You might not have heard of Chillingo, except for having seen its logo in a brief flash when starting up the iPhone or iPad game that has consumed more of your life than you'd like to admit.
A British game publisher, Chillingo is responsible for bringing massively, unimaginably popular titles like 'Angry Birds', 'Cut The Rope' and 'Feed Me Oil' to iOS smartphones and tablets, and into the minds, subconsciousness and uneasy dreams of millions of mobile gamers around the world; their games have been downloaded almost 150 million times, making them the number-one game production team for iOS devices.
And so you may be asking, having never heard of Chillingo: What Would You Say ... You Do Around Here?
Game publishers aren't game developers; the developers do the actual creation, the code-writing and the engineering. The App Store is set up so that any developer can submit their finished game to the Apple store -- so why are game publishers necessary, and what do they do?
Chillingo co-founders and co-managers Chris Byatte and Joe Wee said during an interview at The Huffington Post offices that Chillingo is kind of like a book publisher and editor in one: They support the developers "with time, staff, experience and reputation" and most importantly, they said, with solid advice from veterans in the mobile gaming industry.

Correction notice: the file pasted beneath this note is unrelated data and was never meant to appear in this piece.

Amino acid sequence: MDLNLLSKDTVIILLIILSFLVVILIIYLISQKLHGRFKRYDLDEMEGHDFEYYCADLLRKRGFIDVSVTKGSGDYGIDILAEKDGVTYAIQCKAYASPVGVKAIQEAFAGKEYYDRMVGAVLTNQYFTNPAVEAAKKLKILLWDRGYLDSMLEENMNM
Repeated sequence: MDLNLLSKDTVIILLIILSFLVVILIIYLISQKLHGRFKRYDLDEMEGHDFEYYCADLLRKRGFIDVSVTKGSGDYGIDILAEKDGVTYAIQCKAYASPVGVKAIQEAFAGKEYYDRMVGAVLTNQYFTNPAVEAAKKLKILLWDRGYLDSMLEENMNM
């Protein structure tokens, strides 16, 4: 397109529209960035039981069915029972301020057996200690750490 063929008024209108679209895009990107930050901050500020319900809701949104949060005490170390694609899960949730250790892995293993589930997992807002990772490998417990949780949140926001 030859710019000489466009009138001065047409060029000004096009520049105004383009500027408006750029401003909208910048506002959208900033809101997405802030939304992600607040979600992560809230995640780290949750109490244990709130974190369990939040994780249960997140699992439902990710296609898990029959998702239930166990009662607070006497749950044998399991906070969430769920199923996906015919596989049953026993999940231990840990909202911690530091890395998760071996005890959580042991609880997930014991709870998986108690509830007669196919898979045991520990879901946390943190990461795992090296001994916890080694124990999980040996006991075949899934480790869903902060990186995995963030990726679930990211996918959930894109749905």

"We like to say that we take games that are a 7 out of 10 and make them a 10 out of 10," Wee said.
"If we wouldn't buy this game," Byatte chimed in. "We wouldn't release it."
"The developer might think it's ready," Byatte continued, "Take Angry Birds, for example. [After we got it from Rovio] we added a lot of polish to that game -- the trajectory of the birds, the pigs grunting. Originally, when you'd sling the bird, there wasn't a trajectory line; there was no learning. Another great one was pinch to zoom; there was no holistic view. The pigs didn't grunt, the birds didn't do somersaults when they landed. We call it the final mile of polish."